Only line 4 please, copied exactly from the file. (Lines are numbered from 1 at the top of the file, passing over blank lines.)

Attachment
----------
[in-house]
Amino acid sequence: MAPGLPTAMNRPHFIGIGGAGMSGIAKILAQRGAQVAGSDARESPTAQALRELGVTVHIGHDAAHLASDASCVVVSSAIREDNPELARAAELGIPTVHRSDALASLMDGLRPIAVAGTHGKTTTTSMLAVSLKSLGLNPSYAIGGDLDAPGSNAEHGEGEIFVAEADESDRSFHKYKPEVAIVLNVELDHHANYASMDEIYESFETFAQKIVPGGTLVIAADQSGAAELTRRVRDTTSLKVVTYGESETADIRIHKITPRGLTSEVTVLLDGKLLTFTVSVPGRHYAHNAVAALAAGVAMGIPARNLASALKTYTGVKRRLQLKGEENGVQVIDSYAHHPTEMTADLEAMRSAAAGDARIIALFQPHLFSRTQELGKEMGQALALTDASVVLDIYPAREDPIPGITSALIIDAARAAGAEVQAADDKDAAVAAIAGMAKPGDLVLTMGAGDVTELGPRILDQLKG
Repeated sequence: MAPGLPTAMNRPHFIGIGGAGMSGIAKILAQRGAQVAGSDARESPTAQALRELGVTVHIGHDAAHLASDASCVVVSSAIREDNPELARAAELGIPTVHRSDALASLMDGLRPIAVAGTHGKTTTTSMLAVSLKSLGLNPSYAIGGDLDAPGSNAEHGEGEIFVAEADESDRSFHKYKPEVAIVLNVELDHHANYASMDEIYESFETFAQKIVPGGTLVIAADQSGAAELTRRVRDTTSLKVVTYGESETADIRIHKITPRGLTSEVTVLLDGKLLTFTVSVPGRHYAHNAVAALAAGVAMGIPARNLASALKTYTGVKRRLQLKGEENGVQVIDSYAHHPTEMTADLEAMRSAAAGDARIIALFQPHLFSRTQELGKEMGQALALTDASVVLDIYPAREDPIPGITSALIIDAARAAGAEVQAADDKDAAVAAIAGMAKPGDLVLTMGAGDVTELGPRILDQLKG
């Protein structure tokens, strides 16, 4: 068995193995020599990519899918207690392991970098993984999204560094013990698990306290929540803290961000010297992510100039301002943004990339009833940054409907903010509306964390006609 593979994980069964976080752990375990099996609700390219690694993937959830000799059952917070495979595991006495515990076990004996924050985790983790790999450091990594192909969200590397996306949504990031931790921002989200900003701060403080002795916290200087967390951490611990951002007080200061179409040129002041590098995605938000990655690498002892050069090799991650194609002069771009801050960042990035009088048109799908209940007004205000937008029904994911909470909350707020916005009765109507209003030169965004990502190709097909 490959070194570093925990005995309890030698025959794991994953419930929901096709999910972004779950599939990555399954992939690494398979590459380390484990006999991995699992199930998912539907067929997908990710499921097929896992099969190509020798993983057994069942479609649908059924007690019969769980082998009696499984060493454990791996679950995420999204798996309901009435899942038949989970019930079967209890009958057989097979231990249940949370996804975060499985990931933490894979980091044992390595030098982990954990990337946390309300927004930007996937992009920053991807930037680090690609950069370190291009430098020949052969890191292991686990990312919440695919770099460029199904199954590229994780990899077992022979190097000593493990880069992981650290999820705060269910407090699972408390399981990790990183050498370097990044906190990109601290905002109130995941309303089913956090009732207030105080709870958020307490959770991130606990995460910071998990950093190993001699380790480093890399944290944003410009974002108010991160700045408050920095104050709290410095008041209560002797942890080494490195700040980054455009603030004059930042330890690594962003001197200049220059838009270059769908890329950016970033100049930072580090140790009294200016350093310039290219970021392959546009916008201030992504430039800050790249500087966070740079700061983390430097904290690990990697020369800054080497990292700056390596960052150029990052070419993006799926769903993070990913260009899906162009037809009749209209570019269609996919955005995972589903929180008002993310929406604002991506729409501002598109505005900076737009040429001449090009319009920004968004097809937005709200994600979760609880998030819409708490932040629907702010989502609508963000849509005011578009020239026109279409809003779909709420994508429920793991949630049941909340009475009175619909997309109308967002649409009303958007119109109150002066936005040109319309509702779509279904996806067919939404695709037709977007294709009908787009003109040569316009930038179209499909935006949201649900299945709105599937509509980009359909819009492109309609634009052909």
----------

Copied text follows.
């Protein structure tokens, strides 16, 4: 068995193995020599990519899918207690392991970098993984999204560094013990698990306290929540803290961000010297992510100039301002943004990339009833940054409907903010509306964390006609 593979994980069964976080752990375990099996609700390219690694993937959830000799059952917070495979595991006495515990076990004996924050985790983790790999450091990594192909969200590397996306949504990031931790921002989200900003701060403080002795916290200087967390951490611990951002007080200061179409040129002041590098995605938000990655690498002892050069090799991650194609002069771009801050960042990035009088048109799908209940007004205000937008029904994911909470909350707020916005009765109507209003030169965004990502190709097909 490959070194570093925990005995309890030698025959794991994953419930929901096709999910972004779950599939990555399954992939690494398979590459380390484990006999991995699992199930998912539907067929997908990710499921097929896992099969190509020798993983057994069942479609649908059924007690019969769980082998009696499984060493454990791996679950995420999204798996309901009435899942038949989970019930079967209890009958057989097979231990249940949370996804975060499985990931933490894979980091044992390595030098982990954990990337946390309300927004930007996937992009920053991807930037680090690609950069370190291009430098020949052969890191292991686990990312919440695919770099460029199904199954590229994780990899077992022979190097000593493990880069992981650290999820705060269910407090699972408390399981990790990183050498370097990044906190990109601290905002109130995941309303089913956090009732207030105080709870958020307490959770991130606990995460910071998990950093190993001699380790480093890399944290944003410009974002108010991160700045408050920095104050709290410095008041209560002797942890080494490195700040980054455009603030004059930042330890690594962003001197200049220059838009270059769908890329950016970033100049930072580090140790009294200016350093310039290219970021392959546009916008201030992504430039800050790249500087966070740079700061983390430097904290690990990697020369800054080497990292700056390596960052150029990052070419993006799926769903993070990913260009899906162009037809009749209209570019269609996919955005995972589903929180008002993310929406604002991506729409501002598109505005900076737009040429001449090009319009920004968004097809937005709200994600979760609880998030819409708490932040629907702010989502609508963000849509005011578009020239026109279409809003779909709420994508429920793991949630049941909340009475009175619909997309109308967002649409009303958007119109109150002066936005040109319309509702779509279904996806067919939404695709037709977007294709009908787009003109040569316009930038179209499909935006949201649900299945709105599937509509980009359909819009492109309609634009052909």